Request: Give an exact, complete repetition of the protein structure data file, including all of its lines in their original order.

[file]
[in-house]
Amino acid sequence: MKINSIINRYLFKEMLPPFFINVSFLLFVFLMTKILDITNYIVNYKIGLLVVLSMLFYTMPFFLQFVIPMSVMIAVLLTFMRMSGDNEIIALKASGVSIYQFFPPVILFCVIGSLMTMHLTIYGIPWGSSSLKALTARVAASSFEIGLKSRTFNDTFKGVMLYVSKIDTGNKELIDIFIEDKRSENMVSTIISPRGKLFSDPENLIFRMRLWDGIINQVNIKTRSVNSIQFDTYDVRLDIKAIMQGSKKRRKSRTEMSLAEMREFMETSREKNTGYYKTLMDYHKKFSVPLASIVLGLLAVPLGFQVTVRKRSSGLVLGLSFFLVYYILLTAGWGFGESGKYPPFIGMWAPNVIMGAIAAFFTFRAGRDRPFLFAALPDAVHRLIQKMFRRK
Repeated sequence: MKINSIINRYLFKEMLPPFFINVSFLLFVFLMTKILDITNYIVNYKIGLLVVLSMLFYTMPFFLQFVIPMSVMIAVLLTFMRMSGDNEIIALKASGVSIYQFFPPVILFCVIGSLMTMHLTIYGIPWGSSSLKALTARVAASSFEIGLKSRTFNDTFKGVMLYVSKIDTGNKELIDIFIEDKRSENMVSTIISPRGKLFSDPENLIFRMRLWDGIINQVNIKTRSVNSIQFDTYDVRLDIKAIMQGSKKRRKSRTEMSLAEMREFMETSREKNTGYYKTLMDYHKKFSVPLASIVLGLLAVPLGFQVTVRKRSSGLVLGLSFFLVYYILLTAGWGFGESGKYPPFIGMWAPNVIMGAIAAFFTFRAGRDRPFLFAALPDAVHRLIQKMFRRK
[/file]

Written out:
[in-house]
Amino acid sequence: MKINSIINRYLFKEMLPPFFINVSFLLFVFLMTKILDITNYIVNYKIGLLVVLSMLFYTMPFFLQFVIPMSVMIAVLLTFMRMSGDNEIIALKASGVSIYQFFPPVILFCVIGSLMTMHLTIYGIPWGSSSLKALTARVAASSFEIGLKSRTFNDTFKGVMLYVSKIDTGNKELIDIFIEDKRSENMVSTIISPRGKLFSDPENLIFRMRLWDGIINQVNIKTRSVNSIQFDTYDVRLDIKAIMQGSKKRRKSRTEMSLAEMREFMETSREKNTGYYKTLMDYHKKFSVPLASIVLGLLAVPLGFQVTVRKRSSGLVLGLSFFLVYYILLTAGWGFGESGKYPPFIGMWAPNVIMGAIAAFFTFRAGRDRPFLFAALPDAVHRLIQKMFRRK
Repeated sequence: MKINSIINRYLFKEMLPPFFINVSFLLFVFLMTKILDITNYIVNYKIGLLVVLSMLFYTMPFFLQFVIPMSVMIAVLLTFMRMSGDNEIIALKASGVSIYQFFPPVILFCVIGSLMTMHLTIYGIPWGSSSLKALTARVAASSFEIGLKSRTFNDTFKGVMLYVSKIDTGNKELIDIFIEDKRSENMVSTIISPRGKLFSDPENLIFRMRLWDGIINQVNIKTRSVNSIQFDTYDVRLDIKAIMQGSKKRRKSRTEMSLAEMREFMETSREKNTGYYKTLMDYHKKFSVPLASIVLGLLAVPLGFQVTVRKRSSGLVLGLSFFLVYYILLTAGWGFGESGKYPPFIGMWAPNVIMGAIAAFFTFRAGRDRPFLFAALPDAVHRLIQKMFRRK